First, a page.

- Chromic acid, zinc salt (1:1)
- Dichromic acid, zinc salt (1:1)
- Zinc bichromate
- Zinc chromium oxide
- Zinc dichromate (Vi)
As a pigment zinc dichromate trihydrate.
Registry Numbers and Inventories.
Japan ENCS (MITI)
Hazards and Protection.
In general toxic materials or that can decompose into toxic components should be stored in cool ventilated place, out of sun, away from fire hazard. Substance must be periodically inspected and monitored. Incompatible materials should be isolated. Chromium cmpd protect against physical damage. Store in a dry location separate from combustible, organic or other readily oxidizable materials. Avoid storage on wood floors. Remove and dispose of any spilled dichromates; do not return to original containers. Dichromates Storage site should be close to lab so that only small quantities required for experimentation need to be carried. Carcinogens should be kept in only one section of storage area, explosion-proof refrigerator or freezer as required. The area should be appropriately labeled. An inventory should be kept showing the quantity of carcinogen and date it was acquired. Facilities for dispensing should be contiguous to storage area.
All chemicals should be considered hazardous. Avoid direct physical contact. Use appropriate, approved safety equipment. Untrained individuals should not handle this chemical or its container. Handling should occur in a chemical fume hood.
Rubber gloves, face shield or goggles. Handle in effective fume removal device from behind explosion-resistant barrier. Protective clothing should be of distinctive color, as a reminder not to be worn outside the laboratory.
Any self-contained breathing apparatus with a full facepiece and operated in a pressure-demand or other positive pressure mode or any supplied-air repirator with a full facepiece and operated in a pressure-demand or other positive pressure mode in combination with an auxiliary self-contained breathing apparatus operated in pressure-demand or other positive pressure mode.
Evacuate area and ventilate. Wear protective equipment. If required, use an inert absrobent. Sweep up and place in an appropriate container for disposal. Wash contaminated surfaces.
Trivalent chromium is the most stable oxidation state and hexavalent chromium is the second most stable state.
Avoid contact with combustible, organic, or other readily oxidizable materials. In contact with substances which are readily oxidized, can react rapidly enough to cause ignition, and with finely divided oxidizable substances combustion can be violent.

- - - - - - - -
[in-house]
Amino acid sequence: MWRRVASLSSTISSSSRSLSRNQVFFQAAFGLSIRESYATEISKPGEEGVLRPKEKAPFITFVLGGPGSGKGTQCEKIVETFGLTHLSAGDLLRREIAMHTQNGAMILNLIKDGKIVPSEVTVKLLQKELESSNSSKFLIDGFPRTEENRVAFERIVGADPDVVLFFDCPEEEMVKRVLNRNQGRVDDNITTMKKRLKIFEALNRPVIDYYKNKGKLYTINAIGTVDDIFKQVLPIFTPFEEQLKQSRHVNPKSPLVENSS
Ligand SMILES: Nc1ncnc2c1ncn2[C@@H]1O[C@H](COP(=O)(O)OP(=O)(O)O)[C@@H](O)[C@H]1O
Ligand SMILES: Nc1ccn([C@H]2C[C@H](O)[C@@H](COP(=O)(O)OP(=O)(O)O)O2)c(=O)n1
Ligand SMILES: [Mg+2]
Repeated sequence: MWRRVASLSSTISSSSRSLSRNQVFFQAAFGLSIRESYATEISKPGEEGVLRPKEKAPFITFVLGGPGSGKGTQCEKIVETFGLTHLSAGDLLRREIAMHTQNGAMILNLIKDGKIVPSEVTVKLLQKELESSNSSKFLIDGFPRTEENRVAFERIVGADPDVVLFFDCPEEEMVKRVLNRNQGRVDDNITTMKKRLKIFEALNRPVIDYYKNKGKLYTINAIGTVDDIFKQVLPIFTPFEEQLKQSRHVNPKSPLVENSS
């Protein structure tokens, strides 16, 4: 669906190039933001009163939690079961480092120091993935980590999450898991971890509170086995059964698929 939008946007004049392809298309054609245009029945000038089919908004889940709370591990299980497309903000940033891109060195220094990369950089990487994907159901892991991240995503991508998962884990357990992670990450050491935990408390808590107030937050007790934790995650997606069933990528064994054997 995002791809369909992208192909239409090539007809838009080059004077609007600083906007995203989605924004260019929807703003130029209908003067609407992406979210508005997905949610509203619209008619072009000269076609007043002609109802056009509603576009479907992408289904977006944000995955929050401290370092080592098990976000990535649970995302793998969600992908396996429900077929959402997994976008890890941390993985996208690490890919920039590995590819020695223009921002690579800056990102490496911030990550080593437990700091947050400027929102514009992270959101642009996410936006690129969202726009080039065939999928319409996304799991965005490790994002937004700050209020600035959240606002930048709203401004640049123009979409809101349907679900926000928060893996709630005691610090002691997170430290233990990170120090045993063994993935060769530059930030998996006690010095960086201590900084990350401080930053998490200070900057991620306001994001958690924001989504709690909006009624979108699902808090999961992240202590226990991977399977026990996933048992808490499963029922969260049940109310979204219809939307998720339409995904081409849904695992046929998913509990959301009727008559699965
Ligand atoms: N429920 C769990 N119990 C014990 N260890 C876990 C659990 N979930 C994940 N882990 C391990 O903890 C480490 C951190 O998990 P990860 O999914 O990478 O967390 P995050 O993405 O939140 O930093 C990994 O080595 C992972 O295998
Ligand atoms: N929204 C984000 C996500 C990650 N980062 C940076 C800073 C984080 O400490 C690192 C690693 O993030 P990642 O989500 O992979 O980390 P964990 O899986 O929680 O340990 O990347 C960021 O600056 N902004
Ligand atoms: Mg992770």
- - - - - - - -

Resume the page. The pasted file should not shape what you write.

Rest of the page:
Fire fighting phases: Use flooding amount of water. Dichromates respiratory protection from chromic acid and chromates while fighting fires: Self-contained breathing apparatus with a full facepiece operated in pressure-demand or other positive pressure mode. Chromic acid and chromates
IDHL: NIOSH considers all chromic acid and chromates (CrO3) compounds as
G-A1, I-1, N-1, CP65
Hepatic encephalopathy, cerebral edema, and coma may occur. Both trivalent and hexavalent chromium have been found to cross the placental barrier in hamsters and mice. Both were shown to enter the fetus during mid to late gestation. Developmental effects caused by both differed between hamster and mice. Fetal uptake of hexavalent chromium was much greater than that of the trivalent form. Effects on placental tissue could have also affected the fetus.
Gastroenteritis and hemorrhage frequently occur immediately following oral ingestion.
Pulmonary edema, pneumoconiosis, metal fume fever, and bronchial asthma may occur.
Deep perforating ulcers and hypersensitivity dermatitis may be noted. Systemic toxicity has resulted from minimal dermal exposure.
Dilution: immediately dilute with 4 to 8 ounces (120 to 240 ml) of milk or water (not to exceed 4 ounces/120 ml in a child). Do not induce vomiting.
Move patient to fresh air. Monitor for respiratory distress. If cough or difficulty breathing develops, evaluate for respiratory tract irritation, bronchitis, or pneumonitis. Administer oxygen and assist ventilation as required. Treat bronchospasm with beta2 agonist and corticosteroid aerosols.
Wash the exposed area with water or 10 to 20 percent ascorbic acid solution for 15 minutes. Consult a physician if irritation or pain persists.
Irrigate exposed eyes with copious amounts of tepid water for at least 15 minutes. If irritation, pain, swelling, lacrimation, or photophobia persist, the patient should be seen in a health care facility.
USCG CHRIS Code